Payments Landscape Going Universal

The payments industry is increasingly moving toward an omnichannel landscape, where transactions are expected to be accepted across any number of entities, in any number of locations, 24 hours a day and all year round. Such advances take some doing, and technology must do most of the heavy lifting, especially in facilitating eCommerce and especially globally.

In an interview with PYMNTS, Nick Barnes, senior vice president of ACI Worldwide’s retail banking division, said that payments technology, especially for banks, has been evolving to embrace the “any-to-any” or “universal” format, wherein the lines can be blurred between transactions between B2B, B2C or C2C designations.

“There’s a global situation setting in,” Barnes told PYMNTS, “where many decades of relative stability in the payments market is over now, and there has been a massive proliferation of payments technology and a proliferation of payments standards.” Against that backdrop, there is a pressing need for banks to adopt payments platforms that are malleable enough to embrace new payment types and flows between parties.

To that end, ACI has introduced its UP Retail Payments solution, which it bills as having the flexibility to integrate with customers currently using BASE24, which is the electronic retail payment switch commonly utilized by banks, payment processors and retailers. In addition, the UP Retail Payments solution can be used to migrate to the BASE24-eps payments platform, which allows for transactions across multiple channels. That’s key for transactions that are going to run across channels.

Barnes noted that the UP Retail Payments offering has the ability to sit on top of banks’ existing, legacy systems and, as such, can work with, and serve as a bridge between, systems in place and the eventual embrace of standards yet to be mandated. By bringing payments technology to bear on the BASE24-eps migration, said Barnes, firms can benefit from cloud-based hardware and 100 percent uptime for transactions.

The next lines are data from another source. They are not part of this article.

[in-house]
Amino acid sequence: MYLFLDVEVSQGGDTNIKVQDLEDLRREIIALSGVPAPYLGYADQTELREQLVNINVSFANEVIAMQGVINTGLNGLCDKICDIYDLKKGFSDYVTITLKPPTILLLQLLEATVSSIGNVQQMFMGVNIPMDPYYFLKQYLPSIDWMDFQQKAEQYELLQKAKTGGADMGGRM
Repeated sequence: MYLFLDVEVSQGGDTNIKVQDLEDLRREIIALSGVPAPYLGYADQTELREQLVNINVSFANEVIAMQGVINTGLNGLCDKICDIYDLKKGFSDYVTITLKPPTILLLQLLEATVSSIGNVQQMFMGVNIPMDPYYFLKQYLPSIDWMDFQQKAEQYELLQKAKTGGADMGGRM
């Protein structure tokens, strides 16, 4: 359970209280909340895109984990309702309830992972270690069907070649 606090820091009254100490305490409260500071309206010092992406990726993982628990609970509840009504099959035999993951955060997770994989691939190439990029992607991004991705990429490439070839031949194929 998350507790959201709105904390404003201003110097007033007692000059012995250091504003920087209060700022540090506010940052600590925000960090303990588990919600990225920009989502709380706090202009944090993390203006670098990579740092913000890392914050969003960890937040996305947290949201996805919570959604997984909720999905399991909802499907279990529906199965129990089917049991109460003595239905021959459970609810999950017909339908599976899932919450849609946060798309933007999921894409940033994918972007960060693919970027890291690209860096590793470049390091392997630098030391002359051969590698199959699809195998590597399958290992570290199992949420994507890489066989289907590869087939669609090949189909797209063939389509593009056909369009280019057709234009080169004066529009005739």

Because the new ACI technology is designed to facilitate universal payments, that sweeping framework can embrace cross-border transactions and B2B payments, too, said Barnes. “The value proposition here,” said the executive, “is that [payments professionals] can act quickly to set up clearing house connections” that can be used for those designations “and can be done without asking [companies] to rip out their existing switch.” New types of transactions can be layered upon old ones, said Barnes.

For cross-border payments, Barnes said that retail and commercial payments are converging to use the same technology. The initiatives that will speed this convergence along, Barnes said, include ISO 20022, which is the messaging scheme that stretches across several types of payments, purchases using cards and foreign exchanges. As mobile banking, self-service banking and consumer transactions over mobile conduits continue to gain traction, convergence across channels becomes more important. Barnes said that some countries, such as Australia, have been placing relatively heavier emphasis on B2B transactions than might be seen elsewhere.

It is a common concern when adopting new technology that payments professionals look for reassurance on security matters. Barnes told PYMNTS that the $200 million deal made late last year to buy PAY.ON, the gateway solutions company, was specifically geared toward eCommerce and risk control, with CNP fraud-fighting capability.